Even when we experience existential doubt, we still do our jobs. We drink and rest, we generate revenue, we socialize, we go on dates. We follow our morning routine, we make coffee or buy a milkshake. Habits are jobs we have gotten used to completing in certain ways and orders, time and again until they become familiar to us, the fabric of our lives knit together by loops we close. Only great narrative loss derived from trauma disrupts this repetition of jobs. The foreshortening of the future disrupts even basic jobs, because it erodes predictability, the foundation of patterns. The very depressed often have trouble eating.

Our intentions don’t always align with our jobs. Even jobs that we did not choose compel us. Memes are other people’s patterns, loops that we begin to start closing ourselves. We feel when a television show is unfinished, as well as its individual episodes, leading to binging. “Oddly satisfying” videos of industrial machining processes create arbitrary voids and fill them repetitively, opening and closing loops one after another. We are closure junkies. Video games assign us arbitrary jobs and prominently celebrate their moment of completion. The most addictive video games open loops forever, each iteration different yet each fundamentally the same. These games have no end, which is why over time they come to feel like work.


Although work involves many jobs, work is never done. This is how we know work is a different type of thing than a job: no matter how many jobs we complete, work is never finished. Unless we decide it is—and even then, it is merely abandoned, retired from, or concluded too early. “Tragically, he died young, after releasing only 3 albums.” The tragedy derives from the fact that there is always more work to do.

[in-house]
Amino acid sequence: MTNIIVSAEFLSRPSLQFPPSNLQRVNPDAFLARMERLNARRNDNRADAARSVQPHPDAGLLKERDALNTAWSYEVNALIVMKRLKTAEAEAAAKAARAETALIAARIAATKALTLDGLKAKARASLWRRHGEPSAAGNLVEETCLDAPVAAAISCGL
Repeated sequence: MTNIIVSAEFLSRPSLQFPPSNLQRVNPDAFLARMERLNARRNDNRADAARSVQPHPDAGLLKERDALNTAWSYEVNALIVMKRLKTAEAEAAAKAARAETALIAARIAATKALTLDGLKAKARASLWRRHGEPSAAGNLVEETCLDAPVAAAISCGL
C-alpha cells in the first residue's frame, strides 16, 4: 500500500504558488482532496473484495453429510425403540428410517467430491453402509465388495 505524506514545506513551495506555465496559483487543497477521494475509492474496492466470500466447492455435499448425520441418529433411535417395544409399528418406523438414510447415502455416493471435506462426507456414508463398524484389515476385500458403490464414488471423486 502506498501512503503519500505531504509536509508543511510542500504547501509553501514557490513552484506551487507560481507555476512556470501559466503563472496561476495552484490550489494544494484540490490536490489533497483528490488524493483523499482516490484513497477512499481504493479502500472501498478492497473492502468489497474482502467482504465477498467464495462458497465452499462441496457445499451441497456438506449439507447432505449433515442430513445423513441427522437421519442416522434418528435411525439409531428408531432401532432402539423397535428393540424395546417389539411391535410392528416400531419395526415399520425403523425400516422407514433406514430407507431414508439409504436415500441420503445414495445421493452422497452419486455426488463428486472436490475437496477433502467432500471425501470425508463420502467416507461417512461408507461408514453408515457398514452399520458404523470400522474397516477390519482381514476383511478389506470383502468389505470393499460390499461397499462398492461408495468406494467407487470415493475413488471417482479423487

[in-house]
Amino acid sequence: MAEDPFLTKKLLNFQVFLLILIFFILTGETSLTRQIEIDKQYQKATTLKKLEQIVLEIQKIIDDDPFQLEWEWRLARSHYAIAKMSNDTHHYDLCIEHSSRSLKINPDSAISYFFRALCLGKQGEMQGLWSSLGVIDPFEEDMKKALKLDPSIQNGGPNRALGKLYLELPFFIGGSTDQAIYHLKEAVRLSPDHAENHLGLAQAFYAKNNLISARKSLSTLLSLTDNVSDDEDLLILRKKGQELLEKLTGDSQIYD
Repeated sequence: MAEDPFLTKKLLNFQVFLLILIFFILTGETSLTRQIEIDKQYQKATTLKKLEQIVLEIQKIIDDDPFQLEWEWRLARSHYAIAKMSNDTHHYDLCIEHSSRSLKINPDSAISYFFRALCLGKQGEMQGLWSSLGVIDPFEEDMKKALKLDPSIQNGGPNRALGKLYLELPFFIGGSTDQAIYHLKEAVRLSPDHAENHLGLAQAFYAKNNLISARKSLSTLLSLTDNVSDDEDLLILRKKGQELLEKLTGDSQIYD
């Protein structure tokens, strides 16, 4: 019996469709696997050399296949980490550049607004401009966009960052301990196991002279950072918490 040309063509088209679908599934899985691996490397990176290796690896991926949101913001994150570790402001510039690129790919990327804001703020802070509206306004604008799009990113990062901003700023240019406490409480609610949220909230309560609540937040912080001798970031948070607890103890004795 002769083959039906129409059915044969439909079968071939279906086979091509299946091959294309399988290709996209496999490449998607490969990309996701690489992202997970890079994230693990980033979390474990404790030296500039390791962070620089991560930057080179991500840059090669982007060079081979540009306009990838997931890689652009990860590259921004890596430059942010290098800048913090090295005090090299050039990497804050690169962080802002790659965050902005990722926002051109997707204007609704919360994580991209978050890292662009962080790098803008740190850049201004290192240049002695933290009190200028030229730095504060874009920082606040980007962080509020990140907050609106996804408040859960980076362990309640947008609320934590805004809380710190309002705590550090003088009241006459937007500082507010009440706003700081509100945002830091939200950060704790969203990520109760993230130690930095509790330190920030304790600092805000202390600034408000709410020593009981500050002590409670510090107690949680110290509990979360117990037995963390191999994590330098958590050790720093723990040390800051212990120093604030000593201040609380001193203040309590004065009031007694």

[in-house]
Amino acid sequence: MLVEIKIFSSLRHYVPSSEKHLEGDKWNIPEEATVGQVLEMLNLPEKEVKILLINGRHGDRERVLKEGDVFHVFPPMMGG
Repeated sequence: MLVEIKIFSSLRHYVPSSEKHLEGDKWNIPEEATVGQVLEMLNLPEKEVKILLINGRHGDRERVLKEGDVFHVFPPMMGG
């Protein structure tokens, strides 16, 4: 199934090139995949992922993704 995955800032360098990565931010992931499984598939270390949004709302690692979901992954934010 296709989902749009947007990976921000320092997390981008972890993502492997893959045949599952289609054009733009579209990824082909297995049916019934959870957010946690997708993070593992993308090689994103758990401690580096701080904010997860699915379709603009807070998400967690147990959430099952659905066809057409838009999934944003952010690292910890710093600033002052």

Jobs, on the other hand, are over when they are finished. Having a completion state is what makes a job a job. Some jobs, of course, are work-related. Small jobs, like sending invoices and designing websites, are composed into bigger jobs, like freelance projects.

We go to work to do our jobs. Jobs are work, but work is not a job. We do jobs at work. Work is a location to which we go to do a job. Work is not only a physical location, like an office or a cafe. It is also a location in time: 9-to-5, or 9/9/7, or the length of a phone call. Work is someplace we inhabit for a continuous duration, a distinct psychological state. Work is continuous time, an endless temporal zone, but jobs are discrete, the repetition of patterns that increment time forward.

Certainly we can leave work, but we can always come back. Even when we retire, going back to work is always an option. That is because while work is not a job, working is a job to be done.

Not all jobs come from within ourselves. Physical addictions create jobs from the use of addictive substances. A norm is a job that we learn from our social context. Once we are used to them, we compliantly do these jobs, often without thinking. But we strongly feel when they are deviated from.

Other people give us jobs for their own reasons. Advertisers create voids and position their product as the best way to fill it. “Jobs To Be Done” was invented by marketing consultants whose role was to sell things. Marketing is a kind of job creation program. Because it is so profitable to convince consumers to do jobs, entire economies are built on these programs. Living where there is a high concentration of advertising, in big cities like New York, can be stressful, because the environment tries to assign us jobs just about everywhere. Although we think we can tell the difference between one of our own jobs and a job that is incepted in our brain by advertisers, over time, it can become difficult to tell.

Worse, jobs can come from people who do not have our best interest in mind. Some people are excellent at creating need-states we have never felt before. Slowly, these jobs encroach, becoming more and more demanding, needing completion over and over again. A skillful manipulator will make the jobs they assign us seem more important than the jobs we were doing before.